David Cameron fails to answer grammar questions set for 11 year-olds

The Prime Minister joins School Minister Nick Gibb in failing the primary school test questions

Rachael Pells
Wednesday 04 May 2016 13:45
Caroline Lucas questions David Cameron on new SATS

The Prime Minister is the latest politician to publicly fail to answer grammar questions designed for 11 year-olds.

Speaking in Parliament for Prime Minsiter’s Questions, Green MP Caroline Lucas asked David Cameron to define a “modal verb”, one of many similar literacy questions likely to appear in this year’s national curriculum tests in primary schools.

“For the benefit of the house and for ten and eleven year olds up and down the country, will the Prime Minister explain what the past progressive tense is, will he differentiate between a subordinating conjunctive and a co-ordinating conjunctive, and finally will he set out his definition please of a modal verb?” Ms Lucas asked.

The question was met with jeers in Westminster as Mr Cameron failed to give an answer.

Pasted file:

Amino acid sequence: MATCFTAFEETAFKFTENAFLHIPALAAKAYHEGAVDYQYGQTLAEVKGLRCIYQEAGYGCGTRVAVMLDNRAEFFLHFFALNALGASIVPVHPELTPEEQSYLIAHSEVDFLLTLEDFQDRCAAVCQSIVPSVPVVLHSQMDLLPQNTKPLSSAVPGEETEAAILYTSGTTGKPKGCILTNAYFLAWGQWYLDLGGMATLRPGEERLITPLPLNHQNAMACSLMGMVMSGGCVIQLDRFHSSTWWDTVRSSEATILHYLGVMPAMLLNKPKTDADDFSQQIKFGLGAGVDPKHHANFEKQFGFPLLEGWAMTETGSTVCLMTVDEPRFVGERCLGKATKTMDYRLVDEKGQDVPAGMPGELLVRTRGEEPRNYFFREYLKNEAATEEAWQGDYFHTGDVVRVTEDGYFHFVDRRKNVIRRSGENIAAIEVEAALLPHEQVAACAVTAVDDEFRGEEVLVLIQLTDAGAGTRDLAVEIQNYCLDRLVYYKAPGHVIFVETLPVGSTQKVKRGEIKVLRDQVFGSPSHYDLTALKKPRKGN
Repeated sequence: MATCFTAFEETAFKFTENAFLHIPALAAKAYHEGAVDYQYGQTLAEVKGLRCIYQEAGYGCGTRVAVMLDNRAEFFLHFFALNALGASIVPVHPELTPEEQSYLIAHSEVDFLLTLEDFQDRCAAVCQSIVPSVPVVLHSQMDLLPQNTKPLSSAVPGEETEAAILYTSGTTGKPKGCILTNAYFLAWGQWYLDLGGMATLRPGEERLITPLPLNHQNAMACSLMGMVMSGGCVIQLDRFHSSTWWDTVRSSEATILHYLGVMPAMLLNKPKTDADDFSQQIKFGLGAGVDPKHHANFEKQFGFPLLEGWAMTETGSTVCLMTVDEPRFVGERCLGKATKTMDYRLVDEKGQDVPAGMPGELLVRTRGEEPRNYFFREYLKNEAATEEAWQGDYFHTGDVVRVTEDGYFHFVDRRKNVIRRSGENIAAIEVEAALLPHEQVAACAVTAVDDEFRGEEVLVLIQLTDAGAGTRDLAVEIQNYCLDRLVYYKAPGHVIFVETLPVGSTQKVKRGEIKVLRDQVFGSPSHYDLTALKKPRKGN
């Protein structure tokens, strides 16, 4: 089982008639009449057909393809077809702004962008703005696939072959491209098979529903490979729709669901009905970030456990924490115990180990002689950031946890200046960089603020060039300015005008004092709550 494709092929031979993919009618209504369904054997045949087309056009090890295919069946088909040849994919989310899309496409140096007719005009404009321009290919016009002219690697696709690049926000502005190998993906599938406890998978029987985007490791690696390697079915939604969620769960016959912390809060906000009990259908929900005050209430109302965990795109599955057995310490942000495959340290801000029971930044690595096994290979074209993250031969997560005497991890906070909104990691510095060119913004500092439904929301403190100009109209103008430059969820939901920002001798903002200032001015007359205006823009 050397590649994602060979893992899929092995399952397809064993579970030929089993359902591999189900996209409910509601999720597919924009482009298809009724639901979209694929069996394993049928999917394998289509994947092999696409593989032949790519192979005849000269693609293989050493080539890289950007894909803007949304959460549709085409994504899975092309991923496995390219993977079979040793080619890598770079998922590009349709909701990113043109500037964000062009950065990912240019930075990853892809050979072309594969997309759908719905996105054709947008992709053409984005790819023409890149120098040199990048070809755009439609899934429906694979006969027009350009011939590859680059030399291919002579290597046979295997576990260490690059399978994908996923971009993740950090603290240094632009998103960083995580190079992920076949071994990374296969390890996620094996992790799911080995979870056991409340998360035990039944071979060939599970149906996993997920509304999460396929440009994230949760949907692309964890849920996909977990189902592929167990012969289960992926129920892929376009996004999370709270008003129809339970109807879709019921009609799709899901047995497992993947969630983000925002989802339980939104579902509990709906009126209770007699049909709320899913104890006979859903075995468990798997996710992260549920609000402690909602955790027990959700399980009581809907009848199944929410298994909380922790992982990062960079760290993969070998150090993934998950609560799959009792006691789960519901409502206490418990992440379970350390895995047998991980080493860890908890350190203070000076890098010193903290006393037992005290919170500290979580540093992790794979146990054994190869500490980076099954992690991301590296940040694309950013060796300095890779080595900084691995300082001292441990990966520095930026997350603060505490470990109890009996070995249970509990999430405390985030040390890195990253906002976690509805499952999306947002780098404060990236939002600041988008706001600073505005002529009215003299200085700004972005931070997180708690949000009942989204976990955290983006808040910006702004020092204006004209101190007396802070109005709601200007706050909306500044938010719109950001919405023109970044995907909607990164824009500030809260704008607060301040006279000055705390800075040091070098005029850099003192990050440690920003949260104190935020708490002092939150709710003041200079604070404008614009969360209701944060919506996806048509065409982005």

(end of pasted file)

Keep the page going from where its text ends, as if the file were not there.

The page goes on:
“The whole point of these questions is to make sure our children are better educated than we are,” he said, “and that’s why - with three children at state schools going off to do these tests - I’m absolutely delighted they’re going to be.”

The comments came in response to an on-going debate over controversial new examinations set for Year 2 and Year 6 pupils this year. The SATs have been introduced to six and seven year-olds for the first time and are deemed “unnecessarily complex” by parents and teachers for both year groups.

On Tuesday, thousands of parents across England took their children out of school for the day in protest over the new tests and changes to the school curriculum.

Campaigners from the Let Our Kids Be Kids group argue that the “Ofsted driven, dull, dry curriculum” has led to increased amounts of pressure on children as young as six, and have called for a nationwide boycott of the exams.

Schools Minister Nick Gibb also failed to answer a SAT-level grammar question on Tuesday during an appearance on BBC Radio 4 programme the World At One.

Mr Gibb was asked by presenter Martha Kearney to identify whether the word “after” was a preposition or a subordinating conjunction in the sentence: “I went to the cinema after I’d eaten my dinner”.

The minister insisted the word was used as a preposition, despite Ms Kearney correcting him that it was in fact a subordinating conjunction.

“This isn't about me. This is about ensuring that future generations of children - unlike me incidentally, who was not taught grammar at primary school - we need to make sure that future generations are taught grammar properly.“

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